My 2 cents: Nnobby45: For what little it's worth, not all of us LE types fit the negative stereotype. After 21 years full-time on the job, I still take great pains to stay in good shape...and I never eat doughnuts while in uniform. :D Next: Knives are always bad, but never overlook the humble little box cutter. That blade may only be about an inch long or so, but it is fully capable of inflicting bloody mayhem. I once responded to a "fight in progress" call. My response time was less than 3 minutes, but by the time my co-workers and I pulled up, it was over [which gives credence to the adage of the police being minutes away when seconds count]. Anyhow, the winner of the fight was long gone, and the loser of the fight was laying on the ground in a state of moaning delirium. He'd been punched, and had also suffered ONE swipe across the belly from a box cutter. His belly innards were lying in a heap next to him.

hondauto
February 18, 2011, 07:54 PM
A shot to the face/head will fix that..
Of course after the two to the chest..One more shot placed to the head won't take long..

wyobohunter
February 18, 2011, 08:35 PM
That was really poor judgement on the part of the instructor. Only rubber guns or guns made inoperable (such as no firing pin or welded shut) should have been used unless of course using guns firing Simunitions.

I respectfully disagree. As somebody else said, we yoosta doit in the military all the time. So long as the weapon has been double or tripple checked physically and visually by all participants and everybody knows this is purely for training purposes...

Dr_Rich
February 18, 2011, 09:20 PM
I'm just saying. If you're good enough and keep a cool head, then yes, there is a chance you're going to hit a joint/bone that would slow a BG down just enough to maybe get some better placed hits. Lets face it, to go from the hip to shooting in 1.5 seconds is good. But if you have a chance of saving yourself 10 to 20% of that time, don't you think it would be a good idea to take that chance?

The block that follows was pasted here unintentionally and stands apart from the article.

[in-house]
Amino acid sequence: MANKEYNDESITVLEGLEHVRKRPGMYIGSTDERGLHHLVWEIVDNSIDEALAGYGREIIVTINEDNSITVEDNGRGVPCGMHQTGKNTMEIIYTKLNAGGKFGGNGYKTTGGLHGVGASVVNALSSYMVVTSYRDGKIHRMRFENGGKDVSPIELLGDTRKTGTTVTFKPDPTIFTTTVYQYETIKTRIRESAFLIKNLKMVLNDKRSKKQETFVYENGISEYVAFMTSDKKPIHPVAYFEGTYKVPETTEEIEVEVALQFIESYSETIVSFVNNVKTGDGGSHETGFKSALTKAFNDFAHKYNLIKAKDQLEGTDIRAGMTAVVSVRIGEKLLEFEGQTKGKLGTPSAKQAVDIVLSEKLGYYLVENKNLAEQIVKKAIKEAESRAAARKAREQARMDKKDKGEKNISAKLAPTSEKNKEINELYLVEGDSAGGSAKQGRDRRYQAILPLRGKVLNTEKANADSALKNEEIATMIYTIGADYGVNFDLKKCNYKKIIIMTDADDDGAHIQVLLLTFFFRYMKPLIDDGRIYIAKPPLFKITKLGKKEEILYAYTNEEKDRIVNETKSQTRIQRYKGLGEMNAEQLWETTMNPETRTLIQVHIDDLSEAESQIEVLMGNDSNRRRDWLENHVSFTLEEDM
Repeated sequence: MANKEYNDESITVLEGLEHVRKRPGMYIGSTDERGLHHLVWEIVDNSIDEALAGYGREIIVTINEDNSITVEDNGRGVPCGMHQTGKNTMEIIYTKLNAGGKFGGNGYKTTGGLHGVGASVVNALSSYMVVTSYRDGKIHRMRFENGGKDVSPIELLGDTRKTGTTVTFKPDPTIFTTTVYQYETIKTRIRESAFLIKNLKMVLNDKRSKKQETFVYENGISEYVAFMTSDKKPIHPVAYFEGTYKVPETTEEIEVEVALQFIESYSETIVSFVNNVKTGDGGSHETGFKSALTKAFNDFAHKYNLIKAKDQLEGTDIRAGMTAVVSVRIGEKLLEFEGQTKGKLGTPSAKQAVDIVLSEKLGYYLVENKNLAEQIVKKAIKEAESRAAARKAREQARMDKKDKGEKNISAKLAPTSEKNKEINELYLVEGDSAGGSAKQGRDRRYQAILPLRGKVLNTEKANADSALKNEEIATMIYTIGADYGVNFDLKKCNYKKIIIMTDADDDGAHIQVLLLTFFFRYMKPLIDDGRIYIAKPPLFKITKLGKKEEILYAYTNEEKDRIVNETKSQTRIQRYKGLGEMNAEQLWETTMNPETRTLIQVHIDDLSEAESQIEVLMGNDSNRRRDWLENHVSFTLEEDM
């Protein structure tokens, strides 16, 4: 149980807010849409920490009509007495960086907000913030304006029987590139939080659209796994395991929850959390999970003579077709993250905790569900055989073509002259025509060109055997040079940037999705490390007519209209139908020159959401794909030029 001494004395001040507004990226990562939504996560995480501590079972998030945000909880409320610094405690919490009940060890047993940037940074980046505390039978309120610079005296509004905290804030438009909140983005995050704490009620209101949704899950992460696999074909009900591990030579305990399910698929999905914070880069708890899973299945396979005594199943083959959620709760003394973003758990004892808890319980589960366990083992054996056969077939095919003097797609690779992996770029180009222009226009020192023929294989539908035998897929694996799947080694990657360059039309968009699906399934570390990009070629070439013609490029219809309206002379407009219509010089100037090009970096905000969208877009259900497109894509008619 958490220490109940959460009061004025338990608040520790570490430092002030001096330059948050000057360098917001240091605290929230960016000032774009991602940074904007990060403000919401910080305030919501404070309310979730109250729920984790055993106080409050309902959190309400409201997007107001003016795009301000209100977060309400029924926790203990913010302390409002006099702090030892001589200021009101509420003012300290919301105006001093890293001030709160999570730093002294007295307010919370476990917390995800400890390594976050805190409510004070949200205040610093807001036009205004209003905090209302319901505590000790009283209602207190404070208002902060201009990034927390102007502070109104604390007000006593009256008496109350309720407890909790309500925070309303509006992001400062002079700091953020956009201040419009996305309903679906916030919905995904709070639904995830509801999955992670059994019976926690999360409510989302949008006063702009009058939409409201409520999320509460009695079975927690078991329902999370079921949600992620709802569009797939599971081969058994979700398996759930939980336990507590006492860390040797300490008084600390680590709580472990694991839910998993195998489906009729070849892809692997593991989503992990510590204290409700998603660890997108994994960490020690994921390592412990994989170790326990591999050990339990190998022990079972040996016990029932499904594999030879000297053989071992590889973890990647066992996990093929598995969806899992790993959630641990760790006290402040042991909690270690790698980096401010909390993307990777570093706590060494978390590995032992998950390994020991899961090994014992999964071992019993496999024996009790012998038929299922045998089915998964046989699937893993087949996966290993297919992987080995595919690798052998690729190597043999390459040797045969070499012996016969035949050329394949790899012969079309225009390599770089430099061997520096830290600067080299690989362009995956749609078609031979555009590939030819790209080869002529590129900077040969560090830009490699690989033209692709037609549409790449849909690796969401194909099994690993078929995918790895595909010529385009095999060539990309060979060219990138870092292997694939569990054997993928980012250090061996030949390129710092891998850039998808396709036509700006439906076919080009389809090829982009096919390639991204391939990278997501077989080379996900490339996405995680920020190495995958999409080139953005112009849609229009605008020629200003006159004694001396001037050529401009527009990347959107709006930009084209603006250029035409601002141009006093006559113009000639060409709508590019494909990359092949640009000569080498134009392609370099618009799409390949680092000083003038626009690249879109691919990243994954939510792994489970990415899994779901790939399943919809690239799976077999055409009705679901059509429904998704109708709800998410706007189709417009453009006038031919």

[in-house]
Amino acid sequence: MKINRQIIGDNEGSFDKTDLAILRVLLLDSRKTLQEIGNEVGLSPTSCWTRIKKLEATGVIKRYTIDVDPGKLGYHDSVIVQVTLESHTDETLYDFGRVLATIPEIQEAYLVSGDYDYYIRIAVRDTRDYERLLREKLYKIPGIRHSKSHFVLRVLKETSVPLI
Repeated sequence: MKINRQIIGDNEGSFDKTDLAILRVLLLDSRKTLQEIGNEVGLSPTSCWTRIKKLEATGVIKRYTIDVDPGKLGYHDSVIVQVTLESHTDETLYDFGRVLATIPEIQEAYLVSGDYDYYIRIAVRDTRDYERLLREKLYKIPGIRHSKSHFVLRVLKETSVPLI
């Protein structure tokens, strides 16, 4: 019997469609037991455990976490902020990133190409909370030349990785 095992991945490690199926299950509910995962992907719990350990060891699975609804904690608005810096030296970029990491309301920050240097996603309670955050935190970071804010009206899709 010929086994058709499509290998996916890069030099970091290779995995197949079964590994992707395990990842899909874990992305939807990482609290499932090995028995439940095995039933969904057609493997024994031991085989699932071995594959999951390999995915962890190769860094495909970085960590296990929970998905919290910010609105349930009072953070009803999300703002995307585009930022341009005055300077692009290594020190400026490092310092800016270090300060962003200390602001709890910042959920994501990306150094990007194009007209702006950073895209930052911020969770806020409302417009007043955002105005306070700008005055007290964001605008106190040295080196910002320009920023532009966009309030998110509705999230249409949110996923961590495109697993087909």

I mean, I know people that can get a shot on a 2" target from 7 yards out in .8 seconds. That some real cowboy stuff right there. But I know in the real world, things don't work out like they do on paper. But think about it for a second. You shot the guys lungs out and he's still got 14 seconds before he drops...I fail to see at that point how dumping $5.00 in ammo at him is going to help you out. Yeah, a head shot might do the trick. But thats almost as hard to hit as the knee itself. But you've got a lot more target area going for the legs than the head.

Just makes sense to me to shoot out the tires than to take out the fuel system when trying to stop a car. :D


Oh, but if the guy with the knife say "Just hangin out" You're pretty much done for, not matter how good you are.

Rufus T Firefly
February 19, 2011, 12:28 AM
It is estimated that LEO's are only capable of 30% body hits under stress. So you will hit a knee under stress? Ah, Thats like saying Karate is self defense. Karate is a sport. Street fighting is a defense.
Maybe you are that good. I hope you are for your sake.

hondauto
February 19, 2011, 12:35 AM
I've trained myself to make the shots that count..2 to the chest and if still coming at me.. then 1 to the head.. Hopefully when that time comes for me I will still have it down.

armsmaster270
February 19, 2011, 01:24 AM
If you hit em just right one shot will work.

http://i239.photobucket.com/albums/ff207/armsmaster270/Police%20Dept/CoronerDiagram.jpg

http://i239.photobucket.com/albums/ff207/armsmaster270/Police%20Dept/Supplement-1.jpg

Glenn E. Meyer
February 19, 2011, 03:36 PM
The problem with using real weapons is that while at the beginning of the exercise the guns are triple checked, in police training - someone reloads with live ammo and someone gets shot and maybe killed. Happened a few times.

With the law, they put in a duty mag they had nearby. That might not the case for a controlled military environment.

As far as shooting the knee - forget it. You can beat the charge if you learn the movement patterns.

Maximus856
February 22, 2011, 04:45 PM